MacArthur Foundation Awards Grant to CITAD for Vaccine Acceptance Access
By Umar Yunusa
The Centre for Information Technology and Development(CITAD) has been awarded a grant from the John D. and Catherine T. MacArthur Foundation for its work to promote vaccine acceptance and access for marginalized groups in northern regions in Nigeria.
The grant is part of roughly $80 million in awards MacArthur was announced in support of the foundation’s Equitable Recovery Initiative, centered on advancing racial and ethnic justice.
The initiative which is funded by MacArthur’s social bonds, is in response to the crises of the pandemic and racial inequity.
In its announcement, The John D. and Catherine T. MacArthur Foundation said “As we emerge from this moment of crisis, we have an opportunity to improve the critical systems that people and places need to thrive. Our systems and structures must be rebuilt,” said MacArthur President John Palfrey.
“We are committed to ensuring that our response to the pandemic is focused on supporting the reimagining of systems that create a more just, equitable, and resilient world.”
CITAD is one of the organizations receiving grants advancing the Public Health Equity and COVID-19 Mitigation and Recovery focus area of the Foundation’s initiative.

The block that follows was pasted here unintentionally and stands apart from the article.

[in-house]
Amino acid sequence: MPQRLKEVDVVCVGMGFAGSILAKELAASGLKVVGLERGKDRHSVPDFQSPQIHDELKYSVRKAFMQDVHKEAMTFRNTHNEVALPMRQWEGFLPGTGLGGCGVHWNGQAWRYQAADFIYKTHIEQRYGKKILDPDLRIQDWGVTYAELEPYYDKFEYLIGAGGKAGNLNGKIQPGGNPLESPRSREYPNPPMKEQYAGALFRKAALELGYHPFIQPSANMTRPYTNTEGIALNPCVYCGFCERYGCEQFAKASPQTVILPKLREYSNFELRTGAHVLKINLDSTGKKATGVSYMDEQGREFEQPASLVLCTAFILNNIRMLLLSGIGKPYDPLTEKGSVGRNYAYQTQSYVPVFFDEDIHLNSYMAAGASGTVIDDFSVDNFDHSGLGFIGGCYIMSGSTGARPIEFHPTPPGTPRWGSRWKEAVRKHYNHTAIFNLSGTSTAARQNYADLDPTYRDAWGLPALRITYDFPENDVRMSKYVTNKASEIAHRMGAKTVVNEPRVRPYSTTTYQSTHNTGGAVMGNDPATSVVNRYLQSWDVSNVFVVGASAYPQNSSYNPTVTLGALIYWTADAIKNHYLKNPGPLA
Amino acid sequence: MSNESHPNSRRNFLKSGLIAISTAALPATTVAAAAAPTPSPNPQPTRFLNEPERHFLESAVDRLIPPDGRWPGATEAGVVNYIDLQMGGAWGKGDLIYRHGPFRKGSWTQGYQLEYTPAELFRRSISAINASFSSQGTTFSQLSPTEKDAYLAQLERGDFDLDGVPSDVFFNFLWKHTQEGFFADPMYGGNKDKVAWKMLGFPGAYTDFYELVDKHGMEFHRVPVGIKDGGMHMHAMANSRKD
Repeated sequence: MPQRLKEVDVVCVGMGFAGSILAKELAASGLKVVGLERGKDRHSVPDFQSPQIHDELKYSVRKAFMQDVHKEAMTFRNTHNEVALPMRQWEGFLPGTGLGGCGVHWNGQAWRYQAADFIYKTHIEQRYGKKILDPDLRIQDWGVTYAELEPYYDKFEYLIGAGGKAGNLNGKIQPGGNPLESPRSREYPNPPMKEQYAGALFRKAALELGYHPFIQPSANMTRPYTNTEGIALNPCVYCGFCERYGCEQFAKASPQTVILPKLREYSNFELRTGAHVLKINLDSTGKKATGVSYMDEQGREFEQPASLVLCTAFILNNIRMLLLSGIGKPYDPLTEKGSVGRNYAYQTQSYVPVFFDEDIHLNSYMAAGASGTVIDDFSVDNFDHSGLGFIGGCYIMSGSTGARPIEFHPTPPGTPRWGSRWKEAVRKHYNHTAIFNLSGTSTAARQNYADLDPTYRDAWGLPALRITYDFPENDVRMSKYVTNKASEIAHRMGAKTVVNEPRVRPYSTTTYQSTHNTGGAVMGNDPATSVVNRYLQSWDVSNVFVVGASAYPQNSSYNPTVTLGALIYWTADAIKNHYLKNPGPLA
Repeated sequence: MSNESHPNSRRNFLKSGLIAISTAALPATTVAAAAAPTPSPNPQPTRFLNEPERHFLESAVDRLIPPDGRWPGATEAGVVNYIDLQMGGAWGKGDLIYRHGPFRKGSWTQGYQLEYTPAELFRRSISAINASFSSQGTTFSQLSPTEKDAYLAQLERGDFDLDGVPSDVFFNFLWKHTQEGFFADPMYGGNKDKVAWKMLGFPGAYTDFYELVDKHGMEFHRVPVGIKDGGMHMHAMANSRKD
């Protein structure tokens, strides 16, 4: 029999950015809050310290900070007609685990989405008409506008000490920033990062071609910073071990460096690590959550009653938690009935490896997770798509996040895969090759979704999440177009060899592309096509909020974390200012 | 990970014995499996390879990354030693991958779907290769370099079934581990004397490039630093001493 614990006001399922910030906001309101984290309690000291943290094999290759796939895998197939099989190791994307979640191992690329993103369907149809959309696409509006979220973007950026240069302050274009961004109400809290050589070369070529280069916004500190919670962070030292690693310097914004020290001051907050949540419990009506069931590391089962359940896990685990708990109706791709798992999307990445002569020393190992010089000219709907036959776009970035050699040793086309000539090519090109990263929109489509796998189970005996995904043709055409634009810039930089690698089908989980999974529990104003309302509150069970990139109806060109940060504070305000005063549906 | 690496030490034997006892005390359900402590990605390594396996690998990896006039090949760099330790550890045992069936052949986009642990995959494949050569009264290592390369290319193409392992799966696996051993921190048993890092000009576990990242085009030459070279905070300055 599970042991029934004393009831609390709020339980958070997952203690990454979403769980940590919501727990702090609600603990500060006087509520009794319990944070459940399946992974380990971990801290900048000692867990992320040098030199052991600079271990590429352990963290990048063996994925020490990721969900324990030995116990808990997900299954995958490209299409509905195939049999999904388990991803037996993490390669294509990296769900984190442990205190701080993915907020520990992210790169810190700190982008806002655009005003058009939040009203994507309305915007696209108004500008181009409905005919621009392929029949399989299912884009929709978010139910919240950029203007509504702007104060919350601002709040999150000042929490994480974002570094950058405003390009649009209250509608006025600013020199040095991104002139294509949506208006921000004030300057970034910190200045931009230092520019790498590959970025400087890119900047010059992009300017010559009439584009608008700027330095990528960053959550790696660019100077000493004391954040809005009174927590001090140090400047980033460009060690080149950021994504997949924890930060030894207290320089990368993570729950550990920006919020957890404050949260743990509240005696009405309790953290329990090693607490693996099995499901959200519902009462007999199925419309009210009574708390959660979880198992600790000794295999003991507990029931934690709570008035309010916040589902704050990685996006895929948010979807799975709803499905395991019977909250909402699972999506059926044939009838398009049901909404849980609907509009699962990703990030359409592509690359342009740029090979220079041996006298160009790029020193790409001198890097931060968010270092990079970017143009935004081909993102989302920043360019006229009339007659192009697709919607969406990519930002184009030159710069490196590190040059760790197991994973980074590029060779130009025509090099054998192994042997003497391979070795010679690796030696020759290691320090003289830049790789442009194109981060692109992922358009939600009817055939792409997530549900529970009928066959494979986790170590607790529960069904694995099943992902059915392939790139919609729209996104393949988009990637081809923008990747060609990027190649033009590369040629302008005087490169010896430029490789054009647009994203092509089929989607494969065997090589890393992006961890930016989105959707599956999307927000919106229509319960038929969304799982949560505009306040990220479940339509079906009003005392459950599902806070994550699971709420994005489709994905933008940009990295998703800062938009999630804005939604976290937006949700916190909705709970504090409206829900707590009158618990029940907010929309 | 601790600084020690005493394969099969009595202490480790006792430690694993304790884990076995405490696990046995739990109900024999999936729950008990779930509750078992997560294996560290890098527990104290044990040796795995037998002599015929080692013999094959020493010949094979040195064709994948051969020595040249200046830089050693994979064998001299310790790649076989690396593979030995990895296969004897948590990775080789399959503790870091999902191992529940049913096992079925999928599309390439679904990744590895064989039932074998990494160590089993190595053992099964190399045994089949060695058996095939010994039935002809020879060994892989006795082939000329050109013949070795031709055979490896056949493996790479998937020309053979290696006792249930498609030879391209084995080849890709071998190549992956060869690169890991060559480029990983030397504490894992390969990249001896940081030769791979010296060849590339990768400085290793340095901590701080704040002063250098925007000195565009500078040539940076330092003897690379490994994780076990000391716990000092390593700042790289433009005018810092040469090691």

This is in a bid to advance public Health Equity and COVID-19 Mitigation.
This recovery akso supports improving access to resources for immediate health challenges while advancing new policies, models, and structures to support a more equitable and resilient public health sector in the future.
MacArthur is also supporting work in that focus, as well as three other areas; Racial Justice Field Support, with a focus on combatting anti-Blackness, supports building Black power by supporting Black-led and -focused philanthropic organizations.
According to the statement, MacArthur also will take a leadership role in positioning reparations and racial healing as issues that philanthropy helps to meaningfully address issues such as Self-determination of Indigenous Peoples supports especially in uplifting Indigenous communities to enable autonomous pursuit of a recovery guided by their priorities, cultures, and practices.
The MacArthur project also aims at an Equitable Housing Demonstration Project supports restoring communities and reducing incarceration and housing instability by generating an array of housing solutions that can help to permanently end the use of jails and prisons as housing of last resort.
It was also revealed that almost two-thirds of the awards represent new grantee relationships, and most of the organizations are Black, Indigenous, and People of Color-led or -serving.
In the fall of 2020, MacArthur established a $125 million Equitable Recovery Initiative. The Foundation deployed $40 million of bond proceeds through 24 grants. Initial grants focused on strengthening voter mobilization and election protection, addressing anti-Black racism, and supporting Native Americans impacted by COVID-19. Grants also supported Black, Latinx, Asian, and Indigenous arts organizations in Chicago, technology and justice, and a fund for social entrepreneurs advancing racial equity.